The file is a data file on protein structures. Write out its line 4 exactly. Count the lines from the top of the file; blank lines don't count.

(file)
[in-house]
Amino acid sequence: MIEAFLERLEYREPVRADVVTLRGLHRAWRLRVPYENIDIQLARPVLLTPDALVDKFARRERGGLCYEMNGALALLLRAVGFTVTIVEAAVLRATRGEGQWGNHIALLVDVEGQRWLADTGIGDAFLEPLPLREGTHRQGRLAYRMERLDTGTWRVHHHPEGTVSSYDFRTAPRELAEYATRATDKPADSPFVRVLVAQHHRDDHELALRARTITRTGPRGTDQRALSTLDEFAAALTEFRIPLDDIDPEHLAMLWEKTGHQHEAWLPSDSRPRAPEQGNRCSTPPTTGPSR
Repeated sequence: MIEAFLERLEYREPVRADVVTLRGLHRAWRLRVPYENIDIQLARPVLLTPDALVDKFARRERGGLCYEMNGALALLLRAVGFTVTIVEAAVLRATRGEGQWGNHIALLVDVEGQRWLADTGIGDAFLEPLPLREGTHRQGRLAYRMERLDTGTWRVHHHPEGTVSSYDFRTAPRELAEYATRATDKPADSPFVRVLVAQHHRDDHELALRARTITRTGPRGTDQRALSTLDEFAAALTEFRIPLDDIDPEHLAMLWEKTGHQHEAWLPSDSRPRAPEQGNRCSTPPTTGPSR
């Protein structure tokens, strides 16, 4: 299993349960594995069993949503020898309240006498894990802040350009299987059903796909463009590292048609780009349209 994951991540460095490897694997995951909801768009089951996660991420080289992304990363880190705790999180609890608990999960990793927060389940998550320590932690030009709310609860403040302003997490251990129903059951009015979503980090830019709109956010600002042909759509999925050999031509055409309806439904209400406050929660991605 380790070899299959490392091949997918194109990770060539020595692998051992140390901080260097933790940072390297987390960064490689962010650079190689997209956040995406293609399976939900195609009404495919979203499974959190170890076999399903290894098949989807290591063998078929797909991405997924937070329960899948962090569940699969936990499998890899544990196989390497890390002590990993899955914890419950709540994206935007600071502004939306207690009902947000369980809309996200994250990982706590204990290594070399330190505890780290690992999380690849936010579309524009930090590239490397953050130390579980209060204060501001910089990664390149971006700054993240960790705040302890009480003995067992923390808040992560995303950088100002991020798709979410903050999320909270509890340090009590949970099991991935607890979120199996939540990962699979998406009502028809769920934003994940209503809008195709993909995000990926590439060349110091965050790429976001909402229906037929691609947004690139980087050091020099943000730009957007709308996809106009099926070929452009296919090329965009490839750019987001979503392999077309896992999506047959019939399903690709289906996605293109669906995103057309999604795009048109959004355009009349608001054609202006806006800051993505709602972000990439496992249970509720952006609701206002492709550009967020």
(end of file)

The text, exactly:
């Protein structure tokens, strides 16, 4: 299993349960594995069993949503020898309240006498894990802040350009299987059903796909463009590292048609780009349209 994951991540460095490897694997995951909801768009089951996660991420080289992304990363880190705790999180609890608990999960990793927060389940998550320590932690030009709310609860403040302003997490251990129903059951009015979503980090830019709109956010600002042909759509999925050999031509055409309806439904209400406050929660991605 380790070899299959490392091949997918194109990770060539020595692998051992140390901080260097933790940072390297987390960064490689962010650079190689997209956040995406293609399976939900195609009404495919979203499974959190170890076999399903290894098949989807290591063998078929797909991405997924937070329960899948962090569940699969936990499998890899544990196989390497890390002590990993899955914890419950709540994206935007600071502004939306207690009902947000369980809309996200994250990982706590204990290594070399330190505890780290690992999380690849936010579309524009930090590239490397953050130390579980209060204060501001910089990664390149971006700054993240960790705040302890009480003995067992923390808040992560995303950088100002991020798709979410903050999320909270509890340090009590949970099991991935607890979120199996939540990962699979998406009502028809769920934003994940209503809008195709993909995000990926590439060349110091965050790429976001909402229906037929691609947004690139980087050091020099943000730009957007709308996809106009099926070929452009296919090329965009490839750019987001979503392999077309896992999506047959019939399903690709289906996605293109669906995103057309999604795009048109959004355009009349608001054609202006806006800051993505709602972000990439496992249970509720952006609701206002492709550009967020």